It was a little over a week ago when the Mets pointed to March 14 as the target date for getting Johan Santana in an exhibition game. Doing so would have given him three, maybe four starts to be ready for Opening Day.
It won’t happen.
Outside of that ill-advised mound session, we haven’t seen, or heard, much from the testy lefty this spring. Today, he sniped at reporters who had the gall to try to talk to him – imagine that? – giving a curt response about not understanding the concept of an off day.
By definition, an off day is when no game is scheduled. However, that doesn’t mean there isn’t anything going on. There was a reason why Santana was at the complex, just as there was a reason reporters were present.
At the time of the projection, Terry Collins said, “we’re not worried about April 1, we’re worried about 30 starts.’’
At this rate, it doesn’t look as if he’ll get either, even if Santana was pushed to the back of the rotation for the first cycle. Whether he’s ready or not, Santana’s last two exhibition starts would come against minor league competition, because if he were placed on the disabled list to the start the season the Mets could backdate it into spring training.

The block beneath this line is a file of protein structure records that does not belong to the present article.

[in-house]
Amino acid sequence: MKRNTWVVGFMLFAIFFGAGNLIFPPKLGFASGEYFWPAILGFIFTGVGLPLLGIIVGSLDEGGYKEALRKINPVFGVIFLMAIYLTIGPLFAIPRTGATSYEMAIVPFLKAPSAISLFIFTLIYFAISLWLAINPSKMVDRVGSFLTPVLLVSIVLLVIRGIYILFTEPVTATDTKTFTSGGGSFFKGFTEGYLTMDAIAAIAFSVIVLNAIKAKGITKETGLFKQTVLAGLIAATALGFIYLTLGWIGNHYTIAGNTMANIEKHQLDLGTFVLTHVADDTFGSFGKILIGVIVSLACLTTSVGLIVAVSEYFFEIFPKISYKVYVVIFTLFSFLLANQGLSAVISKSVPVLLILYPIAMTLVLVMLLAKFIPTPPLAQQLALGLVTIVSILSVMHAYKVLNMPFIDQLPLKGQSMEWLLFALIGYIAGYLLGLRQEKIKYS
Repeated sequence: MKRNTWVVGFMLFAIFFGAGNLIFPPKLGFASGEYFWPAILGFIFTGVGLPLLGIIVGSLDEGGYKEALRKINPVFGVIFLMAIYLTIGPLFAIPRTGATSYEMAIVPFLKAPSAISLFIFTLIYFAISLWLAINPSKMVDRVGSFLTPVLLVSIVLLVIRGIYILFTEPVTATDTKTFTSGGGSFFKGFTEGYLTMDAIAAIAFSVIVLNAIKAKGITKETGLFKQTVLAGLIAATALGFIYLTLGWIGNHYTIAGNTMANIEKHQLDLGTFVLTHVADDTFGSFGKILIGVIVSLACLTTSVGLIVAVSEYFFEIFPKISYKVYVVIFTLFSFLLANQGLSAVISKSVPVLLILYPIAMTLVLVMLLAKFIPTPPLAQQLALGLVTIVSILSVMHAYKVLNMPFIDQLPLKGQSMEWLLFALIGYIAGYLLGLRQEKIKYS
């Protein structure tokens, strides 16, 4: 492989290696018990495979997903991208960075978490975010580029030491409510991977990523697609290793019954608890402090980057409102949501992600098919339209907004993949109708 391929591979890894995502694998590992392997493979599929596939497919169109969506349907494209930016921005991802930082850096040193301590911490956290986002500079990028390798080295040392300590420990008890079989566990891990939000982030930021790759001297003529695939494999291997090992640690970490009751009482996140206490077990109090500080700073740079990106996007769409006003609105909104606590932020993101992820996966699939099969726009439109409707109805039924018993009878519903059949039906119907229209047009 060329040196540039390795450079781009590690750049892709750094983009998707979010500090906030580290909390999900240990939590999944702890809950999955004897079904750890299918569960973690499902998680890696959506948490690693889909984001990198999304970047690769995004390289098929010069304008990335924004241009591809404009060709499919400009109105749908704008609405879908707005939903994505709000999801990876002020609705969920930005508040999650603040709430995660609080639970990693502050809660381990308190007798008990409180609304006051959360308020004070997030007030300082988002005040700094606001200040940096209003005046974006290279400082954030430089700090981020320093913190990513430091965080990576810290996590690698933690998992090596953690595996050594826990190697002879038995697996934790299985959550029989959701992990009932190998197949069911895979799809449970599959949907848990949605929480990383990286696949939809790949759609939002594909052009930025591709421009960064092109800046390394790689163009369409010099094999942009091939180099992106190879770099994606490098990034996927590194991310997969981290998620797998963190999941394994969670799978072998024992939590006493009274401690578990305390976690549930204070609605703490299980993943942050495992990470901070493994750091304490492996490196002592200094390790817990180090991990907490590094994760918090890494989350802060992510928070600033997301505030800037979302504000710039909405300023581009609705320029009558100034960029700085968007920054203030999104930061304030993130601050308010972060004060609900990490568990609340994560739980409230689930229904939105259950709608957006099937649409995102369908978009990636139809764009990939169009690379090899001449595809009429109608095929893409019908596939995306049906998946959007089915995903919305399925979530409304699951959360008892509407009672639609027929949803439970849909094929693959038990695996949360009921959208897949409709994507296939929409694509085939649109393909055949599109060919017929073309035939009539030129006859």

This reduces the time Santana would miss in the regular season although it is highly unlikely he would reach the 215 innings plateau needed to activate his 2014 option. I don’t know what the Mets are waiting for if not to placate Santana’s ego. He won’t be ready for the start of the season and the decision the Mets are avoiding is only inevitable.
Santana is a highly sensitive and intense individual, but something has come over him this spring, from putting his desire to pitch in the WBC over his physical status and the needs of the team paying him $31 million this year, to throwing off the mound without telling Collins, to his general snippy demeanor towards a media that has generally coddled him.
At this stage of his career, Santana should know when a high-profile player, who has been injured, shies away from the press the media tends to dig harder. It is apparent Santana is not fine, he is not ready for the season. There can be no hiding this, regardless of what picture the Mets want to paint.
This past week Santana showed more enthusiasm, more joy, mugging with friends from the Venezuelan WBC team than he did his Mets teammates. Santana was mostly a recluse the past week, minding his own business and barely speaking to anybody, and least not in the clubhouse where he could be seen.
Perhaps Santana is pressing because he sees the end coming, whether it be his stay in Flushing or his career. Perhaps the testiness comes acting like a diva while knowing he has no right to be.
It is clear this will be Santana’s last season with the Mets. It is also clear he’s wearing out his welcome before it is time to say good-bye.